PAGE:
Thursday, December 24, 2009

PS3 and/or XBox 360 Emulator: Part 2

New fact: The PS3 doesn't necessarily use every processor so computers might be able to handle more than we expected

Anyway, conversion to a different processors machine code would be the best option (because obviously TIME and SPACE isn't enough when running conditionals, which are a common solution to emulators.) For example, one would convert 01 in an Intel processor to it's equivalent in a PPC processor. Thus, it would be readable on a PPC processor. Ofcourse, the only problem is that not every processor has equivalent commands. So, the program would have to be dynamic enough that it could develop code that would use the most low-level commands of each processor to recreate/emulate the other commands. It could watch the commands virtually and then run if else statements using a map algorithm to find the "path" that emulates the initial command.

This should be FUN, because times are changing! Software is going to have to become more efficient, or those 500 GHz and theoretical 1 THz processor could just come out.

I learned something new about emulators...the hard way

I was trying to emulate a processor from the mid-1990's. Unfortunately, I dove write into the code with minimal studying of documentation, and no overall plan. I must warn you that there are a few things that you really want to do beforehand.
1) Learn about the processor (registers, accumulators and all)
2) Learn about the each machine code
3) Write the functions for each piece of opcode, then write the case statements that test which piece of machine code is going through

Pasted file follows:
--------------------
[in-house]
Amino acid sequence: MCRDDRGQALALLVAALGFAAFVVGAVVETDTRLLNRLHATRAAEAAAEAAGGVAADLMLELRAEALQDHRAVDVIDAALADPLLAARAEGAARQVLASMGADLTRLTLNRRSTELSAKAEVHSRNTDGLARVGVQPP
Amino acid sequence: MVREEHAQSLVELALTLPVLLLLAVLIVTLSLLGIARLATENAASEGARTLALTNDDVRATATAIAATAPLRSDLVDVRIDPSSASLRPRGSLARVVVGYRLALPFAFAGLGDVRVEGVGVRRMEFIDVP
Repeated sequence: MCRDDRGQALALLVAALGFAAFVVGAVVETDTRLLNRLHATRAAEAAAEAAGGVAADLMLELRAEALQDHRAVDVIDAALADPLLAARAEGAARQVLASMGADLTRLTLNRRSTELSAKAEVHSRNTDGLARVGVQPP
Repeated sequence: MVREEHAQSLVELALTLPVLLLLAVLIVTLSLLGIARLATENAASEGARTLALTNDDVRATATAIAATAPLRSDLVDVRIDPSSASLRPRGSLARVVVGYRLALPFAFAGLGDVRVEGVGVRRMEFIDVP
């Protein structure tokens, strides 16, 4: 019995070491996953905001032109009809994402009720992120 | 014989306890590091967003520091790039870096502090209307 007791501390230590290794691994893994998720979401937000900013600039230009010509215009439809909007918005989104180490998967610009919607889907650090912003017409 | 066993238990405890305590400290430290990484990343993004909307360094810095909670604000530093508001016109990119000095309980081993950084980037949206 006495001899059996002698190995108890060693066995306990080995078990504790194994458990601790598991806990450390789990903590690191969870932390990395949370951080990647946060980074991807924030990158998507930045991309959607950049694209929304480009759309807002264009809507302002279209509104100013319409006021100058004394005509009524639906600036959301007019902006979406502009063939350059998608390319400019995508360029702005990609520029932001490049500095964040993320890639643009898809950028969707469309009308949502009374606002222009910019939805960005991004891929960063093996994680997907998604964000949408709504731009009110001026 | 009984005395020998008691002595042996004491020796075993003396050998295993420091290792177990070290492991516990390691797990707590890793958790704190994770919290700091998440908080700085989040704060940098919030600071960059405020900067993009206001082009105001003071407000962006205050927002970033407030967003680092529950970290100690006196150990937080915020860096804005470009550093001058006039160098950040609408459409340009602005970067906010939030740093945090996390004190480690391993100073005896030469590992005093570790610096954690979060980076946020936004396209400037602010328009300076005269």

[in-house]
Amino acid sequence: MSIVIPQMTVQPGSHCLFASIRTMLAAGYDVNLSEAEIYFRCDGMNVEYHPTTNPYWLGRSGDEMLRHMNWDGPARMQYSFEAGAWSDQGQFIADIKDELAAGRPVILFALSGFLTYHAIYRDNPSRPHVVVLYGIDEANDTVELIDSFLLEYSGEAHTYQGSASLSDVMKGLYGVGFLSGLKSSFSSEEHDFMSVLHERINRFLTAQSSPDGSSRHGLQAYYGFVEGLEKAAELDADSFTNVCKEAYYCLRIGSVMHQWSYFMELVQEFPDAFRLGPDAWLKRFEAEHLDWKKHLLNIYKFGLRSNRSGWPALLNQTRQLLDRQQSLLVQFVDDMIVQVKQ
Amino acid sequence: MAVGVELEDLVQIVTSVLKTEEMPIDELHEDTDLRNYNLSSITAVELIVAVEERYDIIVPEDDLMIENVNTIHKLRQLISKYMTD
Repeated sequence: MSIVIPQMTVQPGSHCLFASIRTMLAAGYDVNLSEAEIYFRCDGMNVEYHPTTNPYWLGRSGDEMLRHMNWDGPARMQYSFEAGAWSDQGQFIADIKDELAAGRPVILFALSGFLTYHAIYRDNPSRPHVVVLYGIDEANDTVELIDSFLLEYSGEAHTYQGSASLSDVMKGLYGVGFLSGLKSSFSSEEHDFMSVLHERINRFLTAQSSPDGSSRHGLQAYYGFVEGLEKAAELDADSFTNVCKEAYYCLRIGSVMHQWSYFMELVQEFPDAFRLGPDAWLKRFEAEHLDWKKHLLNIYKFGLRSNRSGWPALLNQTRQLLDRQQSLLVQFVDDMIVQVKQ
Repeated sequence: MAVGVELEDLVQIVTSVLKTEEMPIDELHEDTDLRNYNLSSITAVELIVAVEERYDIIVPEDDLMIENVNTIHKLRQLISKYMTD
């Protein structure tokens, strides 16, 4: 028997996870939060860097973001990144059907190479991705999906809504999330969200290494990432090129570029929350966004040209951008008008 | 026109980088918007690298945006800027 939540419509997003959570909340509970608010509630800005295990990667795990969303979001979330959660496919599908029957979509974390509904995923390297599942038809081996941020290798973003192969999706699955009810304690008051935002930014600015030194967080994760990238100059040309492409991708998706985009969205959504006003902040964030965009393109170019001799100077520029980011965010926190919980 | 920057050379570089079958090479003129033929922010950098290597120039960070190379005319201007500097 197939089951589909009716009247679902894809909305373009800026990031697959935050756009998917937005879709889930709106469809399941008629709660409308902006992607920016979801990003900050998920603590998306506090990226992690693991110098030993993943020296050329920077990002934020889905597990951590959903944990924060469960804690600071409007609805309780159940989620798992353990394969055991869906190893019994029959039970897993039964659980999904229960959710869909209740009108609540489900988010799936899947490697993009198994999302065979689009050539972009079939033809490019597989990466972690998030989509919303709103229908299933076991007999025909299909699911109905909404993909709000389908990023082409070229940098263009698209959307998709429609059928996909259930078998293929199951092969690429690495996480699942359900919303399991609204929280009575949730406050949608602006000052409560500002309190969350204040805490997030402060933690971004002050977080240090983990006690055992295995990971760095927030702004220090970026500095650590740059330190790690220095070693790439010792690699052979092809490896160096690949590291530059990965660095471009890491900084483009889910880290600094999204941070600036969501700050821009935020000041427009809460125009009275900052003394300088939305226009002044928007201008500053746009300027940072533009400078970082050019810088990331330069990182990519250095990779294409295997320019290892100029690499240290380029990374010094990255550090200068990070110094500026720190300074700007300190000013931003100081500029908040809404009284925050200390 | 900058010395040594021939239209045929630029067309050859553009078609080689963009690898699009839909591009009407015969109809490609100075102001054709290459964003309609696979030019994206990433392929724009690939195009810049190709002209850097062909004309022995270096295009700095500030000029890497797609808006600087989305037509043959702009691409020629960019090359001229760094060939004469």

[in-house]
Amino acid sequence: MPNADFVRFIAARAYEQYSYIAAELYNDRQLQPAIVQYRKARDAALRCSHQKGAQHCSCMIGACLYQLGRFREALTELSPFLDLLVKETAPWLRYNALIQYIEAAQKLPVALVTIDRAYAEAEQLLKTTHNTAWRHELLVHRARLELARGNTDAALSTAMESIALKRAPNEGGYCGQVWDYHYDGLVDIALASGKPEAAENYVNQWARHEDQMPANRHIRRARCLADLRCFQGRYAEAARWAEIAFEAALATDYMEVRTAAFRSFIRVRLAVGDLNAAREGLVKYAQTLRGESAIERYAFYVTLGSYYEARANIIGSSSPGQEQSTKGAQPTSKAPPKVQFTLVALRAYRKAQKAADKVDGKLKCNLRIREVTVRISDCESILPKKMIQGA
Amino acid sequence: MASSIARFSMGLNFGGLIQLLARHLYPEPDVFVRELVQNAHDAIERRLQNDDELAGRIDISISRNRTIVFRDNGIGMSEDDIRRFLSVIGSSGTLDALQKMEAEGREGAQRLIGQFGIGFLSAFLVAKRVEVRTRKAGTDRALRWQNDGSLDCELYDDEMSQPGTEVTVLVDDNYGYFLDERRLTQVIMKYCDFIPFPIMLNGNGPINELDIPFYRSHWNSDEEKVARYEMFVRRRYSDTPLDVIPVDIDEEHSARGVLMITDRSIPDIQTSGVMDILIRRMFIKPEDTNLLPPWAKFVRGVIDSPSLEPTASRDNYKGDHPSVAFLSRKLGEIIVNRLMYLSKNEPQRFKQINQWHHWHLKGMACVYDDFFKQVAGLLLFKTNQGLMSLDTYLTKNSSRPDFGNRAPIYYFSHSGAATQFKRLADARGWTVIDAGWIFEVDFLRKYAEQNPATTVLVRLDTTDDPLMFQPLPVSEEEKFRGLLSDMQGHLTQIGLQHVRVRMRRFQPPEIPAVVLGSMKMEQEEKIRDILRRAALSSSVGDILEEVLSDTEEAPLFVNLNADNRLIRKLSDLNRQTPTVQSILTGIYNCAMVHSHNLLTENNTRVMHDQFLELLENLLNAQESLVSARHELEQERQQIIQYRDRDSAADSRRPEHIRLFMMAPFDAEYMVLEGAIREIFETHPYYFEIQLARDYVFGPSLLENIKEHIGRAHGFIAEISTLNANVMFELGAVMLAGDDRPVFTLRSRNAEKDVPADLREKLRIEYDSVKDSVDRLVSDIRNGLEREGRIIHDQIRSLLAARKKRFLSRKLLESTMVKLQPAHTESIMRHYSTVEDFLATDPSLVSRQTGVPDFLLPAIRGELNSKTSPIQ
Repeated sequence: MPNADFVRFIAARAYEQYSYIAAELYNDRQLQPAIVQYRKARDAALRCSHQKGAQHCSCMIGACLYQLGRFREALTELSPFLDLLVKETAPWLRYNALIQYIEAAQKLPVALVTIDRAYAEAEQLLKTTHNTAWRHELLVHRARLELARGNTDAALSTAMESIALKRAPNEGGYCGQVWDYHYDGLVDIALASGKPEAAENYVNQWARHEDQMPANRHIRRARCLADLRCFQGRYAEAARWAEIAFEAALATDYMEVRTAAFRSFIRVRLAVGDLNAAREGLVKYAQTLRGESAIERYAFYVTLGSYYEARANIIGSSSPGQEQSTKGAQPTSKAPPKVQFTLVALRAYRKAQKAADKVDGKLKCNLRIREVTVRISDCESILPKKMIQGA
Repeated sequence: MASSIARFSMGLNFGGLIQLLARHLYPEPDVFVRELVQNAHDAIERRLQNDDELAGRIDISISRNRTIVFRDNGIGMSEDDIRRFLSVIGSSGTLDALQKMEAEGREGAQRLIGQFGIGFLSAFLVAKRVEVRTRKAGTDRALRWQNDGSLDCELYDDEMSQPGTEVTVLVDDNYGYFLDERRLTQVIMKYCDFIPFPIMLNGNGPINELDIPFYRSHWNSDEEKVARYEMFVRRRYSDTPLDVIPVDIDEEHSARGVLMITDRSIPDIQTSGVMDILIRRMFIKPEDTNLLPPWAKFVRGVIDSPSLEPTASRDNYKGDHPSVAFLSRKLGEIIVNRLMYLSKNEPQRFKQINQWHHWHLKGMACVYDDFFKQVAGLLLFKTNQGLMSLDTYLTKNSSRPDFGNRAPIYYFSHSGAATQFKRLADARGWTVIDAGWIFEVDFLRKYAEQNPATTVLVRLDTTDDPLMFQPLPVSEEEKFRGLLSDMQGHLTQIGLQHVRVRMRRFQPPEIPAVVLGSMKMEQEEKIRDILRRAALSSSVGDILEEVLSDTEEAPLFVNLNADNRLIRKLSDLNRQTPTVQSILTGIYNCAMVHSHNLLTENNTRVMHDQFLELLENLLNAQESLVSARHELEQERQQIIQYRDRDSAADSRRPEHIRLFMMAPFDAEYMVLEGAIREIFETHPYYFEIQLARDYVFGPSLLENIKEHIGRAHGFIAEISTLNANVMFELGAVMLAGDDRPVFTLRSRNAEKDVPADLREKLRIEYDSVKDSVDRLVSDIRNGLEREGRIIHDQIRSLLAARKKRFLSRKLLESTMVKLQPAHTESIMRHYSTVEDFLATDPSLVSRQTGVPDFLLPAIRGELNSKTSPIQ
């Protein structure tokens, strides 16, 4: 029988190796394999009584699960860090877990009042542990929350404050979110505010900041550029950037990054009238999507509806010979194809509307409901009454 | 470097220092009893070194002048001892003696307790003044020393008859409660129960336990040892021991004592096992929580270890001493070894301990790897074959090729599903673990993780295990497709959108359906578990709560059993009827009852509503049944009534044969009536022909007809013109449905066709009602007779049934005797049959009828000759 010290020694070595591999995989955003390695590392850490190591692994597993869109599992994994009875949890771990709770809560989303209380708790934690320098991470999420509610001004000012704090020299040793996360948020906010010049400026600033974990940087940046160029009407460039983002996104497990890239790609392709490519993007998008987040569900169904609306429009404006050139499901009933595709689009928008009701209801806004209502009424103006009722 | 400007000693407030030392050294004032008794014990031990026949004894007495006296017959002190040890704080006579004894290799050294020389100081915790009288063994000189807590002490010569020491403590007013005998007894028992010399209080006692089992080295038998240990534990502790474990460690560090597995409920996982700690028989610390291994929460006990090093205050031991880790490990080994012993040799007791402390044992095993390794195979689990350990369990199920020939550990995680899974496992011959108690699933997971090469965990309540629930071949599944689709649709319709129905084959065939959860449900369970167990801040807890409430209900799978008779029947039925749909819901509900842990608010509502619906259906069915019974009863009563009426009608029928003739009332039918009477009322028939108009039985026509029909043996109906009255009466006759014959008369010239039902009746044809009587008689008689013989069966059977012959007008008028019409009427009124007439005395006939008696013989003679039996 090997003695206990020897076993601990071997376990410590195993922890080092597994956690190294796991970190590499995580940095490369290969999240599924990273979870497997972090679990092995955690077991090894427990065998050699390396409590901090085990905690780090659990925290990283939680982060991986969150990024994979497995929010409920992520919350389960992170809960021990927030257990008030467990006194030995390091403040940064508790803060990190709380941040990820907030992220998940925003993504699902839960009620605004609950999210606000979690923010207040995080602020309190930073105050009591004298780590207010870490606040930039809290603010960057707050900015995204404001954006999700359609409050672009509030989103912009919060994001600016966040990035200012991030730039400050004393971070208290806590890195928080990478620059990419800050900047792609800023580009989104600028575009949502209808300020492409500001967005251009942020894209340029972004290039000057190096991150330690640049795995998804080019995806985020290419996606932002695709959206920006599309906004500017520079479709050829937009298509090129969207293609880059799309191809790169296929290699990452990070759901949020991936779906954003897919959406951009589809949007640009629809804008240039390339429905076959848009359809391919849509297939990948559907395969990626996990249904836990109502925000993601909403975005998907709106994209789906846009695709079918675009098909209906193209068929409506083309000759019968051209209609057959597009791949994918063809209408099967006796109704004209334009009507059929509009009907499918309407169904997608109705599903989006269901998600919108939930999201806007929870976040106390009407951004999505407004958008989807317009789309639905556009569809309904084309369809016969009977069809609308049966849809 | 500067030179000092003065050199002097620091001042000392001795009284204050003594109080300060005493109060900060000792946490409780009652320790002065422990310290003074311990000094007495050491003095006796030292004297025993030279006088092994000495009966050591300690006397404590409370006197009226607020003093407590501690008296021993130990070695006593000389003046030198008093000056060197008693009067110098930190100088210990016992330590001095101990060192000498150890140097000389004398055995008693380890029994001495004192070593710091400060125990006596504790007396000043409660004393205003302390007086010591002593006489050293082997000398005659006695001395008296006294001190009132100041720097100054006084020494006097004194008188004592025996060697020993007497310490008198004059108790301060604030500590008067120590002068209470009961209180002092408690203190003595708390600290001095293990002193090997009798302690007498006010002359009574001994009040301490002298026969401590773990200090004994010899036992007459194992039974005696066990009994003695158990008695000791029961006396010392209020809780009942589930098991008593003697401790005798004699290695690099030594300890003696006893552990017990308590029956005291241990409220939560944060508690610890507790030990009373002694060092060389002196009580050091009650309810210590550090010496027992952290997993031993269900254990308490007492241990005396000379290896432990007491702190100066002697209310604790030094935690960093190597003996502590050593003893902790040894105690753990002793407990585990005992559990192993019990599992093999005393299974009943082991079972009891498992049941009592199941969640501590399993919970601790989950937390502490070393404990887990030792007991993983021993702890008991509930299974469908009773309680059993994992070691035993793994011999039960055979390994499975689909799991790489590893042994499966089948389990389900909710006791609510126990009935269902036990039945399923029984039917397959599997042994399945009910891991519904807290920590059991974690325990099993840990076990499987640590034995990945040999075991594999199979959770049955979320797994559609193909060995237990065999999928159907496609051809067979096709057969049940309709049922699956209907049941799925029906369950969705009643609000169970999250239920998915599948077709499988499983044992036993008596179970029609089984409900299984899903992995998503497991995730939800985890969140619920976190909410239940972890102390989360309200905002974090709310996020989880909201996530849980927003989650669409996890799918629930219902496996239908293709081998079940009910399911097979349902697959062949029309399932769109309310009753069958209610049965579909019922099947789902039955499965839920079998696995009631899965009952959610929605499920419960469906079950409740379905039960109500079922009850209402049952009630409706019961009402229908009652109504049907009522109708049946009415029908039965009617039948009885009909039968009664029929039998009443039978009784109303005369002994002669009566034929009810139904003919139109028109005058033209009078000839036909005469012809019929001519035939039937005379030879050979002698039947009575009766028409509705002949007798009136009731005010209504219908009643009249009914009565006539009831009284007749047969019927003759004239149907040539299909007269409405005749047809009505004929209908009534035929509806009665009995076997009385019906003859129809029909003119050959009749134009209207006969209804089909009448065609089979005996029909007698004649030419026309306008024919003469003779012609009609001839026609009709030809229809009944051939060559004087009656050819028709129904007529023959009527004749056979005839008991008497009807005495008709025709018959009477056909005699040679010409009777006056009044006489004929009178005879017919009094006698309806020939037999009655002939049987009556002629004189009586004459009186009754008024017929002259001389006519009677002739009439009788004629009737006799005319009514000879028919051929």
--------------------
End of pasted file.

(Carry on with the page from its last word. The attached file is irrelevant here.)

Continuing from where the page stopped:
Tuesday, December 22, 2009

PS3 and/or XBox 360 Emulator

Sorry, for all of you who thought this page you just found on google would supply you with an emulator of a system from the seventh generation.

I know it can be done and it can be completed in less than 10-20 years. Everyone complains that graphics and CPU's aren't efficient enough. I am aware especially since the CPU's in computers are running heavier OS's and such.

The question I propose is: does a emulator user really, truly need an emulator that runs graphics perfectly? Well, NO unless they need it at which point they would want great graphics and buy a great card that can handle it. So, my solution to the graphics card problems with the more advanced emulators would be to just make it lossy (like a JPEG.) We don't need all of the data for the game to continue. It can be slightly pixelated. Again, if that was not good enough people that need it to be better would end up going out of their way to buy that new card.

I do not have a general solution to the fact that the PS3 has 8 cores. Ofcourse, what one can do is use less cores because I am sure that it requires those eight cores to be amazing but maybe it will work fine with just 4.

Nevertheless, I propose what I think is the best solution. Convert the low-level assembly code in the game file or ROM into assembly code for your specific processor. Everything would process well...i think. The approach could be like that of Windows Emulator(Wine.)

What do you think?

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